Staining Reactions of Elastic Fibres with Special Reference to ‘Elastotic Degenerations’ in the Human Skin


PART of our research programme is devoted to clarifying various aspects of skin carcinoma in man and in experimental animals. Careful study of the dermal accumulations of morphologically unusual fibrillar material, consistently found in our specimens, and generally referred to by other authors1 as “an increase in elastic fibres”, led us to suspect that these accumulations of unusual fibrils were not, in fact, unmodified elastic fibres. We conducted a systematic survey of the staining reactions of the fibrillar masses in the dermis and in diseased blood vessels, always carefully comparing our findings in the abnormal with those of the elastic and other fibres in apparently healthy human skin, aorta and other vessels.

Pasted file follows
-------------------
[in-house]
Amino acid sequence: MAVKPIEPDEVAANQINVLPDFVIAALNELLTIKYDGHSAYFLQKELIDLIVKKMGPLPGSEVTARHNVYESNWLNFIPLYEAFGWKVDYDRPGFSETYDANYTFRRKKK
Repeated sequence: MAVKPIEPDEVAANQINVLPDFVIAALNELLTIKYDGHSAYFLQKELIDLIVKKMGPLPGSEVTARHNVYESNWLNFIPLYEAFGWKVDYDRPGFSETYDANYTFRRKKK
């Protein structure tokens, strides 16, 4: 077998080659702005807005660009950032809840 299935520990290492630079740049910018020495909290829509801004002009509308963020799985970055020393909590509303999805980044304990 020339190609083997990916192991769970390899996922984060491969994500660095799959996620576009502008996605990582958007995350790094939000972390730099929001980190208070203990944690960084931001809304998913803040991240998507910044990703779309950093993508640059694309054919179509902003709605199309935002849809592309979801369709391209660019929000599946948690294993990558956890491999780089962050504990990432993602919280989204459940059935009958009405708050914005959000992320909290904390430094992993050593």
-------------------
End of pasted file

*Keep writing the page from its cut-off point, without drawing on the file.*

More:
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GILLMAN, T., PENN, J., BRONKS, D. et al. Staining Reactions of Elastic Fibres with Special Reference to ‘Elastotic Degenerations’ in the Human Skin. Nature 174, 789–790 (1954) doi:10.1038/174789b0

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